This year marks the 150th anniversary of the London Underground, the oldest subterranean railway in the world. A major exhibition at the London Transport Museum opens this week, celebrating one of the most distinctive elements of the Tube – design. The multicoloured lines on the iconic map make order out of chaos, and also provide inspiration for artists and scientists alike. Here are some of our favourite re-imaginings.
The Real-time Tube Map
This fascinating map plots the live location of each train on the Tube network, using departure data from Transport for London. Matthew Somerville created it in 2010 at a ‘hack’ weekend – a gathering of designers and web developers who create projects from scratch over several days.
The History of Music Tube Map
Pop, rock, punk and funk are all there on this brilliant Music on the Tube map, which charts 100 years of popular music thanks to the efforts of the folks on the Guardian’s Culture Vulture blog. Each station is an artiste, and it’s fun to see where Michael Jackson intersects with Basement Jaxx and Bob Dylan links up with The Rolling Stones.
The Geographically Accurate Tube Map
Have you noticed that stations on the London Underground’s map can appear to be in different parts of the capital, yet are minutes away by foot? The map is designed to be easily read and understood, but this geographically accurate version from Project Mapping reveals the true locations of the stops, relative to each other.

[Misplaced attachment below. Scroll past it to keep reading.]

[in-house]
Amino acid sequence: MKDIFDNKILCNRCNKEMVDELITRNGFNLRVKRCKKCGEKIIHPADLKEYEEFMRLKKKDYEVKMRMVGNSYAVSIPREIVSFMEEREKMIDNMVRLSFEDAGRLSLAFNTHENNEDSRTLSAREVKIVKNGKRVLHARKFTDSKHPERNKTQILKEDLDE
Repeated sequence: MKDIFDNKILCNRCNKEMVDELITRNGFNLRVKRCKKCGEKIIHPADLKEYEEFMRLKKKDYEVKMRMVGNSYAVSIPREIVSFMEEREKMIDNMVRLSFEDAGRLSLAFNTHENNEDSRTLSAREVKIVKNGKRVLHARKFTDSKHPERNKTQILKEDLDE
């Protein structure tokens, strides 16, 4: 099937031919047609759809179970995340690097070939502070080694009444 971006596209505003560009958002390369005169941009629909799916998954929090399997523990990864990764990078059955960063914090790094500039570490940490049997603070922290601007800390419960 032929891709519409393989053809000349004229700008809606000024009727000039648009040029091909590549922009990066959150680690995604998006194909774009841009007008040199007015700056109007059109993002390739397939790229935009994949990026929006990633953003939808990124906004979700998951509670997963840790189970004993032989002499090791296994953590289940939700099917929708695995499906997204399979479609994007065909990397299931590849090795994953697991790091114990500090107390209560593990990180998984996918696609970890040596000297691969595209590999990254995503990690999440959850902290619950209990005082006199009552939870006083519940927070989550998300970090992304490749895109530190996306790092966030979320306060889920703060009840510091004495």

The Electric Tube Map
The recently-completed Overground network (the orange line on the map) can take you in a complete ring around the city, albeit with several changes in between. Taking this as artistic inspiration, The Electric Tube uses concentric circles for the orbital sections of the Circle Line and Overground network and straight lines for the Central and Piccadilly Lines. It accurately shows where each train line connects, and uses a sine wave for the Northern Line’s Bank branch which crosses the Circle Line no fewer than three times. The map was the brainchild of Oliver O’Brien from the Centre for Advanced Spatial Analysis (CASA) at University College London.
The Bikes on the Tube Map
Bicycles are only permitted on certain parts of the Tube (mainly lines outside of the centre, such as the Circle and District lines) and at certain times (outside of rush hours). This handy map from Transport for London points them out, as well as detailing the lines on which carrying a fold-up bike is allowed while a regular bike is not. An invaluable resource for cyclists wanting to take the Underground to speed up part of a journey.